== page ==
Orwell’s stories gave people a vocabulary to discuss their fears and worries after the attack on the World Trade Centre.  Of the powers granted the president.  Of the invasions of privacy that have been rampant since.  Before and since there have been concerns and fears of cameras watching our every action upon every street corner and intersection.  Because, when Big Brother is watching … how safe do we feel?  Should we achieve security at any cost, or should we sacrifice security for freedom?  As Heinlein points out in many different ways, through many different voices, and upon many different worlds, a free man can make his own security; a man under the watchful thumb of enforced security, on the other hand, is never secure.  Well, that last part is injecting a bit more of Orwell’s warning into the blend, but it’s a valid point.  A free man makes his own destiny, a lab rate in a maze under the watchful eyes of his Keepers, does not.  When we have Big Brother over our shoulders we are that rat, not that man.  This we are taught by the fairy stories of science fiction.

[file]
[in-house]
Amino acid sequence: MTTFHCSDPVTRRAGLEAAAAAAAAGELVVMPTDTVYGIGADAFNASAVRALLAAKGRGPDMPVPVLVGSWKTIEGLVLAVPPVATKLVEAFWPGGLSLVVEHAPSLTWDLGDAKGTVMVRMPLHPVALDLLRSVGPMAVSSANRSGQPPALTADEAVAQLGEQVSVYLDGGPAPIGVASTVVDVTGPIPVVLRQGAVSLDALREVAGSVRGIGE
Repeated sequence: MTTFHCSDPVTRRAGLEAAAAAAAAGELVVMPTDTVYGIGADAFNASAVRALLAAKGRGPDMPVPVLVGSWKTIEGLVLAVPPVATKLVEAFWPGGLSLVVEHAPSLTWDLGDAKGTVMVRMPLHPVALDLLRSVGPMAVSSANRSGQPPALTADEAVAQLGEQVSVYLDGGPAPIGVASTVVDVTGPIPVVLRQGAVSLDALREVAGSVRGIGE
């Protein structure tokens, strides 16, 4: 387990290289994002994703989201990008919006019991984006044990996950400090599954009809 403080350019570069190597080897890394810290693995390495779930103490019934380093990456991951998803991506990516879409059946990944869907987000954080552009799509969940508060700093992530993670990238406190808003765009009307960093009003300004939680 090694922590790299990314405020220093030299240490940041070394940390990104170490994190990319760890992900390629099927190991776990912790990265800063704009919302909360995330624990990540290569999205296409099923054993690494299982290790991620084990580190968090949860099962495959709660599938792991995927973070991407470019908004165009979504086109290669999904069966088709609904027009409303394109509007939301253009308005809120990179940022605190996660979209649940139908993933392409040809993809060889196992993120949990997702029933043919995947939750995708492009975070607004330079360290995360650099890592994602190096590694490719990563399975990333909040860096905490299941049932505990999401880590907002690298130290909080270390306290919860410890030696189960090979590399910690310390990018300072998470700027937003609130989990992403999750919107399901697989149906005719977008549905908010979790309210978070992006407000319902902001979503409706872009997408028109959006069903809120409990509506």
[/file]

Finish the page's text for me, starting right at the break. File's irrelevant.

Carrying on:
What?  Fairy stories can’t be dark lessons?  Dire warnings?  Ever read some of the old classics in the original Grimm versions?  How about the versions that they, in their turn, candy coated?  Just as the hopeful utopias with their shining knights in their gleaming rockets that are Flash Gordon and Buck Roghers are a fairy story, so too are the grim dystopian futures of cyberpunk and 1984.  Oh, and because I’ve seen people not grokking this fact in recent times:  1984 was, in fact, a warning, not a bloody great idea; okay folks?

When we write science fiction we should look forward, foresee not the future as though we were Agnes Nutter, but rather we should look at the future and ask “what if”.  We should wonder, what if Mankind grows up?  What if Mankind develops warp drive?  What if we continue down the path upon which we currently trod as a society?  What if the sun begins the process of collapsing into a red giant later this year?  What if a giant meteor crashes into the earth tomorrow?  What if, what if, what if.